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Tung Au, emeritus professor in the Carnegie Mellon Civil and Environmental Engineering(opens in new window) (CEE) and Engineering and Public Policy(opens in new window) Departments, passed away on May 31, 2022, at 98 years old. Au served on the faculty with great distinction from 1957 until retiring in 1992.

In his 35 years with CEE, Dr. Au touched the lives of many CEE students, staff members and fellow instructors. The CEE Tung Au Lab in Porter Hall, a flexible educational facility and the central meeting space for CEE events, was dedicated in honor of Au in October 1988. At the opening of the lab, former CEE Head Paul Christiano said, "Whenever I meet Civil Engineering alumni who graduated in the last 30 years, invariably they ask about Professor Au and request that I convey their warmest regards to him. Often they relate a personal story about him: how he helped them to adjust to the rigors of college; or how he helped them to acquire a scholarship or to find their first job; or how he provided fatherly advice when they needed it."

"I was among the students who benefitted from Dr. Au's warmth and counsel," said Dave Dzombak(opens in new window), CEE department head. "When I entered the department as an undergraduate transfer student, Dr. Au was the first faculty member I met and he provided helpful, reassuring guidance. I learned about the power of his intellect directly as a student in a course he taught, and even more so when I joined the CEE faculty a decade later and got to know him as a colleague. Among his amazing abilities was that he could remember well every student that he ever advised."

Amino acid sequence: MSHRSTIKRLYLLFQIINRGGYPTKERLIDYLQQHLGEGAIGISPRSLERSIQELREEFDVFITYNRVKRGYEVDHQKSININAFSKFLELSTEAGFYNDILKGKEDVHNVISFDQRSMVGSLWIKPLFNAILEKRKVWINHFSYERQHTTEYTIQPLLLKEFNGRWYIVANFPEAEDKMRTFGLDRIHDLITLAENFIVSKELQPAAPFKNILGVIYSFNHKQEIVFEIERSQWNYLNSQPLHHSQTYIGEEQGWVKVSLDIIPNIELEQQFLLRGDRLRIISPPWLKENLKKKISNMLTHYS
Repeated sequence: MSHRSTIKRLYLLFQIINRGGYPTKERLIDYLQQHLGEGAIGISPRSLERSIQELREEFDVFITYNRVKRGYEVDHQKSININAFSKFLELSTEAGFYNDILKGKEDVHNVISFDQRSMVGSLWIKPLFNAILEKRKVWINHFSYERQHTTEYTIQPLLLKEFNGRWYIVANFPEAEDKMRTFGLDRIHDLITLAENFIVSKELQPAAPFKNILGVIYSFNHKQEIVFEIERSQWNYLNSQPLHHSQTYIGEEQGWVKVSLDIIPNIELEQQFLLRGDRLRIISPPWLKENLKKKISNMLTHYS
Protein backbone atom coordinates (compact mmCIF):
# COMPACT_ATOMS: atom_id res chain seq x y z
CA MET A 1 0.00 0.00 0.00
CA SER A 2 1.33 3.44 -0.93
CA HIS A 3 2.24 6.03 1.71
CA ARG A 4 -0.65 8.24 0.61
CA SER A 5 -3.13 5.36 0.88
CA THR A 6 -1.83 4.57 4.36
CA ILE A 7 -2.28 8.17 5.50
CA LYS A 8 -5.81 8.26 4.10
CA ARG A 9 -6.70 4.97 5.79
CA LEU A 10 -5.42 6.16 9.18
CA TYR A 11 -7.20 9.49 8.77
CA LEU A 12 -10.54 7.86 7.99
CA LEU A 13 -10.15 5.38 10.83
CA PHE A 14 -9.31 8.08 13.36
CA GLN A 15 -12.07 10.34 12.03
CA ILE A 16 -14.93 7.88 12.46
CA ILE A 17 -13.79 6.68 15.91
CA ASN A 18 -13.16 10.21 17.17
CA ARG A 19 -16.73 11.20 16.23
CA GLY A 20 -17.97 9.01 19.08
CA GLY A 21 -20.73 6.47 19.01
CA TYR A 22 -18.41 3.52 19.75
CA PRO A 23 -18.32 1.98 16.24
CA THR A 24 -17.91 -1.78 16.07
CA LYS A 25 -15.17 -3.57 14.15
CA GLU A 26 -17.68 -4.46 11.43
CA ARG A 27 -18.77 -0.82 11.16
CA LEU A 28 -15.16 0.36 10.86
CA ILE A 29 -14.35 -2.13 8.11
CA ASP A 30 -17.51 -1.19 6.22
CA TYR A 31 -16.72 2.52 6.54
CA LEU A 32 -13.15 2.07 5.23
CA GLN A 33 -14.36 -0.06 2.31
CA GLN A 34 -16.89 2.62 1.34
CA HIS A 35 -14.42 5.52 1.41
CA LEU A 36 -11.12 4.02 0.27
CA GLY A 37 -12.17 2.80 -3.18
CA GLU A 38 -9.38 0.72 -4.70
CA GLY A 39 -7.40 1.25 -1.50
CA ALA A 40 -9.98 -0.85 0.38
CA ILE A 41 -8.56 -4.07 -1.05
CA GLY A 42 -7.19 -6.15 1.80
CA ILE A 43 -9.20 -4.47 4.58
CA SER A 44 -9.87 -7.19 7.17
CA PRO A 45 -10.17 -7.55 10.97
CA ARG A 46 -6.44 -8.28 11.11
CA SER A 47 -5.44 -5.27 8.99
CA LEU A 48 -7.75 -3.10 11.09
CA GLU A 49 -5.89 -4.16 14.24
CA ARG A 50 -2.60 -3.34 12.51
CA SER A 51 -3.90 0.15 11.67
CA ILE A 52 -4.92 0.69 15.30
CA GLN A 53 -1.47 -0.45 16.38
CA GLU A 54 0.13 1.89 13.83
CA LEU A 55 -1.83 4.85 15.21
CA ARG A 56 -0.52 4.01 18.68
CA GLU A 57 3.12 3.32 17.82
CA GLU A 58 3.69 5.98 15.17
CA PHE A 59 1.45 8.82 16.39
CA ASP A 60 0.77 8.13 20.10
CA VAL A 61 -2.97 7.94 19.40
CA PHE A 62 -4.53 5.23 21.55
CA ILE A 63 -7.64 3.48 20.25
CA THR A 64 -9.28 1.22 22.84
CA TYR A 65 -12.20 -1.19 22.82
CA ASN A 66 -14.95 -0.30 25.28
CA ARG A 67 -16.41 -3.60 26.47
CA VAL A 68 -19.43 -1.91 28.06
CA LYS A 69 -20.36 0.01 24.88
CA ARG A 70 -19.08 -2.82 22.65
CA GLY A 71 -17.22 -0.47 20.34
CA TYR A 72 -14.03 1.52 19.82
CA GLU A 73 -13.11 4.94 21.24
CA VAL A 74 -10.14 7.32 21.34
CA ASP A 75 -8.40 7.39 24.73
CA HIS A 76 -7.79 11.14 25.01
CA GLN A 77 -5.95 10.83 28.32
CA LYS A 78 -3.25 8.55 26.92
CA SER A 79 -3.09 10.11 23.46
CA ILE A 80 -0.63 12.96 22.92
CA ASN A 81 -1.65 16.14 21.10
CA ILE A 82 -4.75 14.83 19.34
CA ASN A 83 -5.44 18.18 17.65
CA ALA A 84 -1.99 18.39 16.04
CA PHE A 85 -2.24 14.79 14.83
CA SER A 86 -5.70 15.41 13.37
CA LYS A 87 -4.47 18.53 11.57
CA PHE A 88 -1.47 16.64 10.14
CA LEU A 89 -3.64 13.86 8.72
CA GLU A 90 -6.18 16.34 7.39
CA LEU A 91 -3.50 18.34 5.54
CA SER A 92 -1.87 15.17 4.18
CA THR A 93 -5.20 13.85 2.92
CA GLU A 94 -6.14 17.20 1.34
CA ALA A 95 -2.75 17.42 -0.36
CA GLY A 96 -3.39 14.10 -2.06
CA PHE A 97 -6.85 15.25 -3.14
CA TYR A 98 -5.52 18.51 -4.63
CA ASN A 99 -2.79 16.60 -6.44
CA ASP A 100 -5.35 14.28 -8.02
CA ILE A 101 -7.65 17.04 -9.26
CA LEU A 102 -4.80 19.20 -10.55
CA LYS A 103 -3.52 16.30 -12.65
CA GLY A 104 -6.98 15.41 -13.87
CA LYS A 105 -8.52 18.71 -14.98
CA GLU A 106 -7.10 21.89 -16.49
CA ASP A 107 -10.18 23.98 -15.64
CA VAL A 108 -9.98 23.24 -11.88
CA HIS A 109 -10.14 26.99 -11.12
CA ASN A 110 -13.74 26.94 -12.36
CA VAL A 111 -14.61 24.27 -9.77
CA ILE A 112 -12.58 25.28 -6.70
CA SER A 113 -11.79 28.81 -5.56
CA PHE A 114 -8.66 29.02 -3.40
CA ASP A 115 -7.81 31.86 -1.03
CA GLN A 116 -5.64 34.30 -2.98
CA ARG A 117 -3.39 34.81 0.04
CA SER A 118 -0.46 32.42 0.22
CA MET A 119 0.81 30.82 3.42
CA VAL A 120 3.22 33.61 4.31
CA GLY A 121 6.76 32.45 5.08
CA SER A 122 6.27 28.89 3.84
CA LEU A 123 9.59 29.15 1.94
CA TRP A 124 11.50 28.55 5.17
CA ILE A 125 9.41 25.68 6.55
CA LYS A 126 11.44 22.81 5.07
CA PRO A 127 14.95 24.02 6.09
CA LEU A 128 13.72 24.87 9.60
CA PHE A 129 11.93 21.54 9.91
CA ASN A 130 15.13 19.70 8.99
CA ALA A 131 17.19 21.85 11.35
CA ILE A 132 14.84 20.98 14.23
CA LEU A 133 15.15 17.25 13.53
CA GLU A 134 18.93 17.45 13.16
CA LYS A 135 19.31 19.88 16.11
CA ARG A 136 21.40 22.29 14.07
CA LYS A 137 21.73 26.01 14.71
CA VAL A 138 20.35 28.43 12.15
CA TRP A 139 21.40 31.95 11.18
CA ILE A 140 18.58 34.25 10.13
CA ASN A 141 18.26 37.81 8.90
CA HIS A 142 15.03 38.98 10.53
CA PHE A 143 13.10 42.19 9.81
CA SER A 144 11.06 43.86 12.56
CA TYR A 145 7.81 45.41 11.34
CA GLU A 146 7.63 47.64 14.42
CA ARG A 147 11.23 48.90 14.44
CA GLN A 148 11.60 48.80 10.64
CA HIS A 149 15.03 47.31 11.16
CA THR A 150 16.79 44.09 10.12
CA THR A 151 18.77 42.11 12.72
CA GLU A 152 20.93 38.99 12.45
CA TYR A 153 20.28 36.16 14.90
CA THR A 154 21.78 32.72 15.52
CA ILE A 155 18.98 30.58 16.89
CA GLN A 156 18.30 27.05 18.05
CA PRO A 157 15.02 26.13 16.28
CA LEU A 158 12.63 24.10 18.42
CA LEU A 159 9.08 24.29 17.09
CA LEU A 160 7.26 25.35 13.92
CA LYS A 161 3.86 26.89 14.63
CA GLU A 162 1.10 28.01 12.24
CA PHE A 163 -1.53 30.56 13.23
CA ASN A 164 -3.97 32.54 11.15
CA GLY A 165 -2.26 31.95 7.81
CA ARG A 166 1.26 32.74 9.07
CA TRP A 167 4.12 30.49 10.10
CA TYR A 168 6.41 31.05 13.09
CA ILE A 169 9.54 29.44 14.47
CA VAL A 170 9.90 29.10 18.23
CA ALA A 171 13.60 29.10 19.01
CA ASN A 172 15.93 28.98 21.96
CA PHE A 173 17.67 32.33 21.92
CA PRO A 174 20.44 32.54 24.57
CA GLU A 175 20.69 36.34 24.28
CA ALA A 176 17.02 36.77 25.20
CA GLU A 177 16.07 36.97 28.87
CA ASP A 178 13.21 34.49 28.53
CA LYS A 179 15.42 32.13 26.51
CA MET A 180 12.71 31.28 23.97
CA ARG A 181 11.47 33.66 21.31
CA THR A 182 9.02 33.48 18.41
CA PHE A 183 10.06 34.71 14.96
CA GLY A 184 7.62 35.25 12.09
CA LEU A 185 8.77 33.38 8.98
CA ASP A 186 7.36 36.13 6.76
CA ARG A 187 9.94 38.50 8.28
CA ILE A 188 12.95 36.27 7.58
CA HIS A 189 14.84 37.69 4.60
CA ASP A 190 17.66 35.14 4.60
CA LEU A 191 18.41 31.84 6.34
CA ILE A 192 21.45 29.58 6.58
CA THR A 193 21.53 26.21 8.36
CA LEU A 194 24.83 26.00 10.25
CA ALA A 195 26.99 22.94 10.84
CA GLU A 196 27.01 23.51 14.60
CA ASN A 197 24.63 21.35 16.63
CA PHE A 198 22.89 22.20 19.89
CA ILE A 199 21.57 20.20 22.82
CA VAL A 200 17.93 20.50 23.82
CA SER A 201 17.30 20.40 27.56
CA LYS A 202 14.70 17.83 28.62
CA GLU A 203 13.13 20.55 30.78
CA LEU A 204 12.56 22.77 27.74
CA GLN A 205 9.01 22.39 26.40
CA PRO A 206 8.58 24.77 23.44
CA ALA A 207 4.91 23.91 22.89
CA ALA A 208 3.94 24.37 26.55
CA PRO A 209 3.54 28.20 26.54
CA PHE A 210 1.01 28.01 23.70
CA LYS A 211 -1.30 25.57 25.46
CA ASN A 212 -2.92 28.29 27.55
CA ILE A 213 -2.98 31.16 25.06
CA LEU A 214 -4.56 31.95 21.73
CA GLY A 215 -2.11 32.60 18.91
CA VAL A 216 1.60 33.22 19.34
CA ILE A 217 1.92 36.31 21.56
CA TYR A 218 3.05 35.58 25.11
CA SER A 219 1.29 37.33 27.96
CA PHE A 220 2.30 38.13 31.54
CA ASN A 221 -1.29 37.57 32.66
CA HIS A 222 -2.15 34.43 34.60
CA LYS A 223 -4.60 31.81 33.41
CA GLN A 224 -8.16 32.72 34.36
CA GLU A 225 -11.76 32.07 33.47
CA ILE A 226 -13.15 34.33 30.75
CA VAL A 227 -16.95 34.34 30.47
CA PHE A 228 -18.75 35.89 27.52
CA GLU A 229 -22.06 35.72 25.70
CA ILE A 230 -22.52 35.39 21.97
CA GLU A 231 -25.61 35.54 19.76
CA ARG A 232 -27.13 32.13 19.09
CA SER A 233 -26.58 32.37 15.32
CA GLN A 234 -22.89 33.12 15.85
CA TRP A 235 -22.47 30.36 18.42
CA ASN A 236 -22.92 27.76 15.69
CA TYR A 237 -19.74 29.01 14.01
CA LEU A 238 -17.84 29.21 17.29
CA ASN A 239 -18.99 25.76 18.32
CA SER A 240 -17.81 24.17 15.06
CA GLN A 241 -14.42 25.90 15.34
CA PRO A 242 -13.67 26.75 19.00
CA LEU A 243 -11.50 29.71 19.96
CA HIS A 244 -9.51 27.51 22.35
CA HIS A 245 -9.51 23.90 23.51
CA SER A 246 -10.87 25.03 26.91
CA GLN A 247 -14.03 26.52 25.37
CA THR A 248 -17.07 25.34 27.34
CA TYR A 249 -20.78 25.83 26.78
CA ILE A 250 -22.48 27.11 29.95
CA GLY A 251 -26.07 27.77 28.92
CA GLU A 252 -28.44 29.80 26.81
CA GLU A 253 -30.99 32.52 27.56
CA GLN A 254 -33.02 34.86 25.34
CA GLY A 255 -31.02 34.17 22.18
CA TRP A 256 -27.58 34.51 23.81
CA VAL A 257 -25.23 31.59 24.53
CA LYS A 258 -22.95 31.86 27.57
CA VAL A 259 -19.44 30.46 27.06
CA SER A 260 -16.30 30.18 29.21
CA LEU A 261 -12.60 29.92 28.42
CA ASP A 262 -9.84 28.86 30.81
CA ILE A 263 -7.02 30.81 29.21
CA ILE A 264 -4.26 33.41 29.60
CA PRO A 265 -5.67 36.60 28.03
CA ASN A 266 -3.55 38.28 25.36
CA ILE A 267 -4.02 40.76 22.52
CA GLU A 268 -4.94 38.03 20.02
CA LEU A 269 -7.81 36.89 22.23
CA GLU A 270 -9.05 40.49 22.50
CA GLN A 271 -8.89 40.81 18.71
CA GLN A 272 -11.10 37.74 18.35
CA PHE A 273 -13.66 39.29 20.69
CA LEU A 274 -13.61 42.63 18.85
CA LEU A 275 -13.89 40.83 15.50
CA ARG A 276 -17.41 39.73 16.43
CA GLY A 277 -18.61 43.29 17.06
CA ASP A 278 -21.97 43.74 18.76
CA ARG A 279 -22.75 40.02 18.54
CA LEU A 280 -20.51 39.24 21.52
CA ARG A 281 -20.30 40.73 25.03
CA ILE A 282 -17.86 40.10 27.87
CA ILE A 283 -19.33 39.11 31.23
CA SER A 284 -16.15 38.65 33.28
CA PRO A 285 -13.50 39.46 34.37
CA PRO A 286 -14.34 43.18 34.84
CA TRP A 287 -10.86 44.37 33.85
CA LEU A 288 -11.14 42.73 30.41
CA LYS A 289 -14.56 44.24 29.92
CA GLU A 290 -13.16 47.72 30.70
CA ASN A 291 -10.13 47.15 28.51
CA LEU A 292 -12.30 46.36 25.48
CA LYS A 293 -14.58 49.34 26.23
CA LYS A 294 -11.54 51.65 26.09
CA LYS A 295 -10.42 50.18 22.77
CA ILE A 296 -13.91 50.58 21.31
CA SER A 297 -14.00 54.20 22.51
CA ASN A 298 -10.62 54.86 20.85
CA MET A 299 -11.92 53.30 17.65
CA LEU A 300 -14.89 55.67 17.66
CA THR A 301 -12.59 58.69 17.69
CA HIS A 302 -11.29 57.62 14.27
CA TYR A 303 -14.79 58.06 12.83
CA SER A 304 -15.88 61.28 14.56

Au was an internationally recognized researcher and engineering educator. As a CEE faculty member, Au taught and conducted research across a spectrum of topics in civil engineering, with deep expertise in applied mechanics, structural engineering, systems analysis and design, and construction project management. Au was the author or co-author of seven books, including "Elementary Structural Mechanics" (1963), "Introduction to Systems Engineering: Deterministic Models" (with Thomas Stelson, 1969), "Fundamentals of Systems Engineering: Probabilistic Models" (with Richard Shane and Lester Hoel, 1972), "Engineering Economics for Capital Investment Analysis" (with Thomas Au, 1983, 1991), "Structural Analysis" (with Paul Christiano, 1987), "Project Management for Construction" (with Chris Hendrickson, 1989), and "Fundamentals of Structural Analysis" (with Paul Christiano, 1992). Au received numerous honors throughout his career, including being recognized as an Honorary (Distinguished) Member of the American Society of Civil Engineers in 1991.

Au made many contributions to Carnegie Mellon. He served as the acting head of Civil Engineering for Carnegie Mellon in 1970-71 and again in 1985-86; chaired various committees for the College of Engineering(opens in new window) and the university; and served as chair of the Faculty Senate in 1981-82.

Tung Au

Au received his bachelor's degree in civil engineering from St. John's University in China in 1943. Following graduation, he was involved with designing a new airfield in China for the American Air Force Group, better known as the "Flying Tigers." After World War II Au immigrated to the U.S. and earned his master's and doctoral degrees in civil engineering from the University of Illinois in 1948 and 1951, respectively. He worked as a structural engineer in consulting firms in Detroit, Michigan for several years before joining the Civil Engineering faculty at the Carnegie Institute of Technology (now Carnegie Mellon) in 1957.

"I was very fortunate to have Dr. Au as one of my first CEE professors," said James H. Garrett Jr.(opens in new window), provost and Thomas Lord Professor of Civil and Environmental Engineering. "He was a dedicated and multidisciplinary educator, a caring advisor, a prolific scholar and a person who truly enjoyed being a professor at Carnegie Mellon. He was also a very nice person."

The CEE Department extends its condolences to Au's friends and family. We fondly remember his time with Carnegie Mellon and know that he will be missed by many.

Tung Au

Tung Au